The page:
... As far as we know, there is no available information about the bioavailability of indicaxanthin from other sources. On the other hand, it has been shown that the urinary recovery of betanin in humans ranges from 0.5% to 1% after ingestion of red beet juice (8) or beetroot extract (20). The extent of absorption of phytochemicals varies greatly because of many factors, including the dietary source, instability of the molecule in the digestive environment, bacterial degradation in the gut, and mechanisms of absorption. ...
Article
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Betalains were recently identified as natural antioxidants. However, little is known about their bioavailability from dietary sources. The objective was to evaluate the bioavailability of betalains from dietary sources. The plasma kinetics and urinary excretion of betalains were studied in healthy volunteers (n = 8) after a single ingestion of 500 g cactus pear fruit pulp, which provided 28 and 16 mg indicaxanthin and betanin, respectively. The incorporation of betalains in LDL and the resistance of the particles to ex vivo-induced oxidation was also researched. Betanin and indicaxanthin reached their maximum plasma concentrations 3 h after the fruit meal and declined according to first-order kinetics. The half-life of betanin (0.94 +/- 0.07 h) was shorter than that of indicaxanthin (2.36 +/- 0.17 h). Both compounds had disappeared from plasma by 12 h after intake. The urinary excretion of indicaxanthin and betanin over 12 h represented 76 +/- 3.0% and 3.7 +/- 0.2%, respectively, of the ingested compounds. LDL isolated 3 and 5 h after the fruit meal incorporated betalains at concentrations of 100.5 +/- 11 and 50 +/- 7.2 pmol/mg LDL protein, respectively. In addition, the particles appeared more resistant to ex vivo-induced oxidative injury than did the samples isolated before fruit ingestion (P < 0.05)-the higher the amount of betalains incorporated, the higher the resistance. The concentrations of vitamin E and beta-carotene in LDL did not change significantly after fruit ingestion. Our results show that cactus pear fruit is a source of bioavailable betalains and suggest that indicaxanthin and betanin may be involved in the observed protection of LDL against ex vivo-induced oxidative modifications.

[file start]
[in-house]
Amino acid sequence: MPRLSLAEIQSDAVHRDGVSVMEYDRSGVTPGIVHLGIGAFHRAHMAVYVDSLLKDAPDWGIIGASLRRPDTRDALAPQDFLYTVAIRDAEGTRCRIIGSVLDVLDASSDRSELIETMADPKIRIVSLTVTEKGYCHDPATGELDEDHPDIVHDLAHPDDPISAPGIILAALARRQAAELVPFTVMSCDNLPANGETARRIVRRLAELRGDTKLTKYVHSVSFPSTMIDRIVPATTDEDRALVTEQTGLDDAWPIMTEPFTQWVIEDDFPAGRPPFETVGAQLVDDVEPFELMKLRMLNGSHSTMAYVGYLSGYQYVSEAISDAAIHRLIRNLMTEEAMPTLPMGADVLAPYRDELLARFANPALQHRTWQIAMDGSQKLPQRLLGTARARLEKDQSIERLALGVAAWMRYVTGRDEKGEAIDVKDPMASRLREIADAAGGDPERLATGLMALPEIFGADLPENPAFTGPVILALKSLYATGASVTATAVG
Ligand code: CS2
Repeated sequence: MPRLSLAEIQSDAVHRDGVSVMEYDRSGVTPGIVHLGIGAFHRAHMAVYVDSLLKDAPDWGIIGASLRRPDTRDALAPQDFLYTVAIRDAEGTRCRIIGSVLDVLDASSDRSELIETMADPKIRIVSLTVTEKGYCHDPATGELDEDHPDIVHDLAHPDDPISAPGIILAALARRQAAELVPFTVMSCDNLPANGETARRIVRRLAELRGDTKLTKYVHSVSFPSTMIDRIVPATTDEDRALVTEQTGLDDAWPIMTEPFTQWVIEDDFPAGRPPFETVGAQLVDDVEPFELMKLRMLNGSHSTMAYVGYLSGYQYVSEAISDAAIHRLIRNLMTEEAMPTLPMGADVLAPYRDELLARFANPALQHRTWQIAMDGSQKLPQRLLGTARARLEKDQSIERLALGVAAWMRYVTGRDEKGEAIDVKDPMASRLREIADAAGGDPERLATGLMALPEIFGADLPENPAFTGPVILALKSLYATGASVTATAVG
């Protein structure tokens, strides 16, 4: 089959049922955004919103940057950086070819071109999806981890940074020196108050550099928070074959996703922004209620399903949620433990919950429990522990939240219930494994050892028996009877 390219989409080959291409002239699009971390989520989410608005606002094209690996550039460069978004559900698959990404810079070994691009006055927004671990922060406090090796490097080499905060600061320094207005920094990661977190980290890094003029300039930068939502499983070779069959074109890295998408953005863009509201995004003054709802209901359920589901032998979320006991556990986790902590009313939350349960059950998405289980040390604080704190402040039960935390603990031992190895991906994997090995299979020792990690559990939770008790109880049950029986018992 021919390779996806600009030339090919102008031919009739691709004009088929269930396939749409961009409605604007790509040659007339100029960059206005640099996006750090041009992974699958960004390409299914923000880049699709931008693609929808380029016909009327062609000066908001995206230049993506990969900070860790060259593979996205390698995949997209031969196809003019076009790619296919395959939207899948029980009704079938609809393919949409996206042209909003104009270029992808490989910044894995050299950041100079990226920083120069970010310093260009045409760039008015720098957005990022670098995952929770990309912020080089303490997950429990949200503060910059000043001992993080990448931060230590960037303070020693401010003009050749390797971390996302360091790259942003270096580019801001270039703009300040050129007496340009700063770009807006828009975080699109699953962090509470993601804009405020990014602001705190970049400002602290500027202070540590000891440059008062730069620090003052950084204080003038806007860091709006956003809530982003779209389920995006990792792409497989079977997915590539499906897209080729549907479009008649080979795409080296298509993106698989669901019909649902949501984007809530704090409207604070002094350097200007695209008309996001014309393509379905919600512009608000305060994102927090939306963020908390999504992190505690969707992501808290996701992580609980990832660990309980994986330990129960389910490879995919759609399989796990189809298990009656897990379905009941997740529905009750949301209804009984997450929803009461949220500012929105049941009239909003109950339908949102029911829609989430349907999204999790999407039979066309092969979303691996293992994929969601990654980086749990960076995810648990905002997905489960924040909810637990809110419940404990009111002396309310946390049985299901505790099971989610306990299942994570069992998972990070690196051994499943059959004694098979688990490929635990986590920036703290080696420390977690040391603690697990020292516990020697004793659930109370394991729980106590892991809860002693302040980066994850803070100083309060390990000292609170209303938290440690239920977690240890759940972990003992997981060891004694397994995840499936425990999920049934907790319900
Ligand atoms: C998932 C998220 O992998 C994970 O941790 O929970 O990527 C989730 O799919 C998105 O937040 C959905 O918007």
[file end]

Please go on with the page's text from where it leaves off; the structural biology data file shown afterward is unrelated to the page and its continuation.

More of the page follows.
... Nonexcretors simply produce too little pigment to be visible to the unaided eye (Pearcy et al., 1992; Mitchell, 1996). This was corroborated by an elegant study wherein urine samples from 100 subjects who had previously ingested 60 mg of beetroot pigment were examined by high-pressure liquid chromatography and all were shown to contain small amounts of pigment, but in many the concentrations were too low for them to appear red (Watts et al., 1993). Data from eight individuals who undertook a repeat study within 1 week showed that the beeturia was reproducible, but four subjects who ingested the same quantity of beetroot on five separate occasions spaced over several months showed variation ranging from good to poor excretion (Pearcy et al., 1992). ...